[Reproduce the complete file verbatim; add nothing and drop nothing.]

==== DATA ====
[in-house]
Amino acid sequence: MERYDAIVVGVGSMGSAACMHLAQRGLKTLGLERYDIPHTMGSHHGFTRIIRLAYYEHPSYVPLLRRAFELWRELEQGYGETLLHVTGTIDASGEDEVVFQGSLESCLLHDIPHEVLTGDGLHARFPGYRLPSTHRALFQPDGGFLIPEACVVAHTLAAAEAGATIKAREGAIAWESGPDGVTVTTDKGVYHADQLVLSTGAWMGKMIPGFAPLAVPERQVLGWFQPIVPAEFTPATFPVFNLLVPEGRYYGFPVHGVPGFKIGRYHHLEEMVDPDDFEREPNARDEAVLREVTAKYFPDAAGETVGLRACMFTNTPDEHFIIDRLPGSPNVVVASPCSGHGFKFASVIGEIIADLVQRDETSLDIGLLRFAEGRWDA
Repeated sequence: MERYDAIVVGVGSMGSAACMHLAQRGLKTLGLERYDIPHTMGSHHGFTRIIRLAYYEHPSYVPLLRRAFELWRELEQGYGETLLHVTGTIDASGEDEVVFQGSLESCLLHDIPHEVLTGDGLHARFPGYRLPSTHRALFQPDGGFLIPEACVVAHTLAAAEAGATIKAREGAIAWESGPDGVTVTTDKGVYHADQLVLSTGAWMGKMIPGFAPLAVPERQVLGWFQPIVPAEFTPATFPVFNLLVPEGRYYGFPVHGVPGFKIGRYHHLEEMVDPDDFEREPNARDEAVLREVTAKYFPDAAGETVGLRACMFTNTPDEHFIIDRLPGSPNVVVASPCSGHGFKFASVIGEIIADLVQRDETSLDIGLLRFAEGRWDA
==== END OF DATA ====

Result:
[in-house]
Amino acid sequence: MERYDAIVVGVGSMGSAACMHLAQRGLKTLGLERYDIPHTMGSHHGFTRIIRLAYYEHPSYVPLLRRAFELWRELEQGYGETLLHVTGTIDASGEDEVVFQGSLESCLLHDIPHEVLTGDGLHARFPGYRLPSTHRALFQPDGGFLIPEACVVAHTLAAAEAGATIKAREGAIAWESGPDGVTVTTDKGVYHADQLVLSTGAWMGKMIPGFAPLAVPERQVLGWFQPIVPAEFTPATFPVFNLLVPEGRYYGFPVHGVPGFKIGRYHHLEEMVDPDDFEREPNARDEAVLREVTAKYFPDAAGETVGLRACMFTNTPDEHFIIDRLPGSPNVVVASPCSGHGFKFASVIGEIIADLVQRDETSLDIGLLRFAEGRWDA
Repeated sequence: MERYDAIVVGVGSMGSAACMHLAQRGLKTLGLERYDIPHTMGSHHGFTRIIRLAYYEHPSYVPLLRRAFELWRELEQGYGETLLHVTGTIDASGEDEVVFQGSLESCLLHDIPHEVLTGDGLHARFPGYRLPSTHRALFQPDGGFLIPEACVVAHTLAAAEAGATIKAREGAIAWESGPDGVTVTTDKGVYHADQLVLSTGAWMGKMIPGFAPLAVPERQVLGWFQPIVPAEFTPATFPVFNLLVPEGRYYGFPVHGVPGFKIGRYHHLEEMVDPDDFEREPNARDEAVLREVTAKYFPDAAGETVGLRACMFTNTPDEHFIIDRLPGSPNVVVASPCSGHGFKFASVIGEIIADLVQRDETSLDIGLLRFAEGRWDA